CAIR asks for prompt “accountability,” along with changes in law and government policies after the release of the Senate Intelligence Committee report on the CIA’s use of torture in the years following the 9/11 terror attacks.
A recent federal court ruling granted the CIA the authority to withhold information regarding waterboarding and torture techniques used against detainees.
Marking ten years since Guantanamo Bay’s opening, The American Civil Liberties Union (ACLU) has released a report called, “Guantanamo by the Numbers”, describing the cost of running the camp and the treatment of detainees.
I want to thank the Chicago Tribune for their July 8 article which discussed the tragic case of Ronald Kitchen and Marvin Reeves, who spent 20 years in prison for five murders they did not commit after Chicago Police literally beat a false confession out of them.
A wave of hope flowed through me after I read, “Democrats may probe secret CIA program” in your July 13 issue. I am glad that some of the Democratic lawmakers are planning to dig deeper into the CIA’s practices and the Bush Administration’s counter-terrorism methods.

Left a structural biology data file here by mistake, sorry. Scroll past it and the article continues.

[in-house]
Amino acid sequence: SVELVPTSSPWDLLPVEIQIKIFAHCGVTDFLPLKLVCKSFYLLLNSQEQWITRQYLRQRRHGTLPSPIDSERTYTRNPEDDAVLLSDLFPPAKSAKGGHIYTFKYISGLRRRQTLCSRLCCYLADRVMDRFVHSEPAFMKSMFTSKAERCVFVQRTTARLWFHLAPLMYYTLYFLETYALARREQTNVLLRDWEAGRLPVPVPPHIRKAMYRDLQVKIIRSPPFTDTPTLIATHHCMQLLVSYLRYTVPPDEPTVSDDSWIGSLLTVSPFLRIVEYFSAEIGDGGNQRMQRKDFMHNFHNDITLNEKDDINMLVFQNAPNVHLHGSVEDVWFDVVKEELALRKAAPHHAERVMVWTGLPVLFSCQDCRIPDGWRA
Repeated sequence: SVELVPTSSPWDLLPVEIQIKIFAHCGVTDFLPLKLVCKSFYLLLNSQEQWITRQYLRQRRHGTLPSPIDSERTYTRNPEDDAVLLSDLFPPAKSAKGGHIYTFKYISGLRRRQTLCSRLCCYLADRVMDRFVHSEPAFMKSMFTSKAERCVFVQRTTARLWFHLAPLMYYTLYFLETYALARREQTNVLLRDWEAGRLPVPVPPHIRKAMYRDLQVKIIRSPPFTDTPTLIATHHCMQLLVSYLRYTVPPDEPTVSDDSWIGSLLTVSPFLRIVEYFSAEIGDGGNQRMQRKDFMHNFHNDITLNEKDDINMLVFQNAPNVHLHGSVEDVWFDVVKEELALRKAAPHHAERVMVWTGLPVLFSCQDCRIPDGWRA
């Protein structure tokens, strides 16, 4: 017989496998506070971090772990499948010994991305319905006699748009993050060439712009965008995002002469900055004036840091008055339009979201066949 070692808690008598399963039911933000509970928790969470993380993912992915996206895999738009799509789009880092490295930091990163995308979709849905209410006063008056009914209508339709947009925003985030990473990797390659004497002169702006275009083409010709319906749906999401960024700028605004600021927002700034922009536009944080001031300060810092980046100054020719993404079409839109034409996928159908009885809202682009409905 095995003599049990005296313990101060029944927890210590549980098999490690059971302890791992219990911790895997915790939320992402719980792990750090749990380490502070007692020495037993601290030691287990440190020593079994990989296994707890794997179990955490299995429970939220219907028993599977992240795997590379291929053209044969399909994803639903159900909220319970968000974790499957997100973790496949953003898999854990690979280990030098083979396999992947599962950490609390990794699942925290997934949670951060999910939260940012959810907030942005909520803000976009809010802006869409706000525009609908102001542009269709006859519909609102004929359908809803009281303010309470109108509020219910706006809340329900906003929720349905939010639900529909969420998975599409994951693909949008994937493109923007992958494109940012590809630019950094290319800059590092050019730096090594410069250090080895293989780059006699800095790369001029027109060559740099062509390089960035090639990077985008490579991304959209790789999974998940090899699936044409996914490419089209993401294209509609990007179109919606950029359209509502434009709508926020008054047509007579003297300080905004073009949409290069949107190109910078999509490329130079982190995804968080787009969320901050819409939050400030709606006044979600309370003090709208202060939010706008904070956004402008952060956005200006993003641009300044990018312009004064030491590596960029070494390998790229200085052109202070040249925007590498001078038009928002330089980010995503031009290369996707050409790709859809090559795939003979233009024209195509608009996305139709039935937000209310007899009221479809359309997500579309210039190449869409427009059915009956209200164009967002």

Join the Coalition to Ground Torture Flights at a protest at the annual Boeing shareholder’s meeting to demand that the company respond to allegations that it is an active participant in so-called “torture flights.”
Join the newly launched Coalition to Ground Torture Flights at a protest at the annual Boeing shareholder’s meeting to demand that the company respond to allegations that it is an active participant in so-called “torture flights.”
One would assume that when the United States in 1994 ratified the U.N. Convention against Torture and Other Cruel, Inhuman or Degrading Treatment or Punishment, the discussion over when and how much torture will be tolerated will never come up again. The convention clearly states, “No exceptional circumstances whatsoever, whether a state of war or a threat of war, internal political in stability or any other public emergency, may be invoked as a justification of torture.”
(WASHINGTON, D.C., 10/28/05) – The Council on American-Islamic Relations (CAIR) today called on all people of conscience to contact their elected representatives and urge them to oppose Vice President Cheney’s proposal to exempt CIA employees from a proposed congressional ban on torture of prisoners in U.S. custody.